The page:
Any talk about traditional rulers is met by a solid wall of disdain and disregard by most Nigerians. The feeling is that of pure irreverence deriving from a perception of irrelevance. Traditional rulers seem to become obsolete by the day; a relic of a time gone by. It is as if most people take Roberto Goizueta’s statement too serious, especially with regard to the status of traditional rulers: “It is extremely important that you show some insensitivity to your past in order to show the proper respect for the future.”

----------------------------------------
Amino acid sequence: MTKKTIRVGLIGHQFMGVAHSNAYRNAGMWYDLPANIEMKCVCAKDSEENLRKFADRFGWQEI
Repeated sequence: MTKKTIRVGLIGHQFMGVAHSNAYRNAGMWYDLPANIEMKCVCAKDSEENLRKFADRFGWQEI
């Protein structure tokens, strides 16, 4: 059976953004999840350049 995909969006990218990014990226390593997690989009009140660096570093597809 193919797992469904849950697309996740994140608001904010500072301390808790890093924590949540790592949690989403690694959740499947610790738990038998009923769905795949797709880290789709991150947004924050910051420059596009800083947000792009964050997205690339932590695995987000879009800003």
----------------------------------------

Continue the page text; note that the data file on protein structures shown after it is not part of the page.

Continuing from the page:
But Goizueta is only partly right about the status of the past in any consideration of the future. The conception of modernity was built on the false foundation of an acute disregard for the past; and that conception has failed by that fact. For instance, religion is considered by modernisation theorists as a feature of a primitive past that would essentially fade away with the onslaught of modernity. On the contrary, religion has not only resurged, but its fundamentalist dimension has constituted the most daunting challenge for the understanding of modernity. But there is another dimension of traditional dynamics which modernists would neglect to their own peril. The significance of the traditional constitutes a veritable tool for crafting a democratic governance framework that would effectively break down development imperatives to their grass roots’ dividends for the betterment of the people. If democracy needs the grass roots to survive, then there is a need to link traditional institutions to the viability and success of any local governance initiatives.